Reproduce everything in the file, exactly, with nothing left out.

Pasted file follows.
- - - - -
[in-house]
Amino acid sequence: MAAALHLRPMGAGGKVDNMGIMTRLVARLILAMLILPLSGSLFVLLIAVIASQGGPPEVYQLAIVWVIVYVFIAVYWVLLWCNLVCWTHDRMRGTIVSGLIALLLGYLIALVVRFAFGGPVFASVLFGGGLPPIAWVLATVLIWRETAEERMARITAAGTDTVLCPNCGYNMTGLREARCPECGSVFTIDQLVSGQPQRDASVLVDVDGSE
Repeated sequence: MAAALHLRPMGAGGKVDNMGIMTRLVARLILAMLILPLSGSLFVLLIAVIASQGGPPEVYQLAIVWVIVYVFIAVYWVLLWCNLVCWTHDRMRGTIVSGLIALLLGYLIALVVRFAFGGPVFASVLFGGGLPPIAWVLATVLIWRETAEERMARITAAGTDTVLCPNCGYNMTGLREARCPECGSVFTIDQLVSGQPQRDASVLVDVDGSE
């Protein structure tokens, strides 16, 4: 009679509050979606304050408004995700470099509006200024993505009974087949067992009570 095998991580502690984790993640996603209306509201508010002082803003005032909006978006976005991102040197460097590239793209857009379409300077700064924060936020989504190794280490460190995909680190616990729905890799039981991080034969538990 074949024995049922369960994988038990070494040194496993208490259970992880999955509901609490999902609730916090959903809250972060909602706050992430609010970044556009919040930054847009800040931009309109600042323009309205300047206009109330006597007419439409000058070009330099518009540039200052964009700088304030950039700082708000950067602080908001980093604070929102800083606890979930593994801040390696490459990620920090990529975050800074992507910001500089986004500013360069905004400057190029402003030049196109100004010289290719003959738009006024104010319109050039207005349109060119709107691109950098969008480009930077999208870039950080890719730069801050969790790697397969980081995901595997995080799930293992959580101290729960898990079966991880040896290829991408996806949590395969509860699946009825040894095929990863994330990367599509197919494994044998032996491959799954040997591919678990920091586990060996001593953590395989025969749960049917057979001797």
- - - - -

[in-house]
Amino acid sequence: MAAALHLRPMGAGGKVDNMGIMTRLVARLILAMLILPLSGSLFVLLIAVIASQGGPPEVYQLAIVWVIVYVFIAVYWVLLWCNLVCWTHDRMRGTIVSGLIALLLGYLIALVVRFAFGGPVFASVLFGGGLPPIAWVLATVLIWRETAEERMARITAAGTDTVLCPNCGYNMTGLREARCPECGSVFTIDQLVSGQPQRDASVLVDVDGSE
Repeated sequence: MAAALHLRPMGAGGKVDNMGIMTRLVARLILAMLILPLSGSLFVLLIAVIASQGGPPEVYQLAIVWVIVYVFIAVYWVLLWCNLVCWTHDRMRGTIVSGLIALLLGYLIALVVRFAFGGPVFASVLFGGGLPPIAWVLATVLIWRETAEERMARITAAGTDTVLCPNCGYNMTGLREARCPECGSVFTIDQLVSGQPQRDASVLVDVDGSE
């Protein structure tokens, strides 16, 4: 009679509050979606304050408004995700470099509006200024993505009974087949067992009570 095998991580502690984790993640996603209306509201508010002082803003005032909006978006976005991102040197460097590239793209857009379409300077700064924060936020989504190794280490460190995909680190616990729905890799039981991080034969538990 074949024995049922369960994988038990070494040194496993208490259970992880999955509901609490999902609730916090959903809250972060909602706050992430609010970044556009919040930054847009800040931009309109600042323009309205300047206009109330006597007419439409000058070009330099518009540039200052964009700088304030950039700082708000950067602080908001980093604070929102800083606890979930593994801040390696490459990620920090990529975050800074992507910001500089986004500013360069905004400057190029402003030049196109100004010289290719003959738009006024104010319109050039207005349109060119709107691109950098969008480009930077999208870039950080890719730069801050969790790697397969980081995901595997995080799930293992959580101290729960898990079966991880040896290829991408996806949590395969509860699946009825040894095929990863994330990367599509197919494994044998032996491959799954040997591919678990920091586990060996001593953590395989025969749960049917057979001797």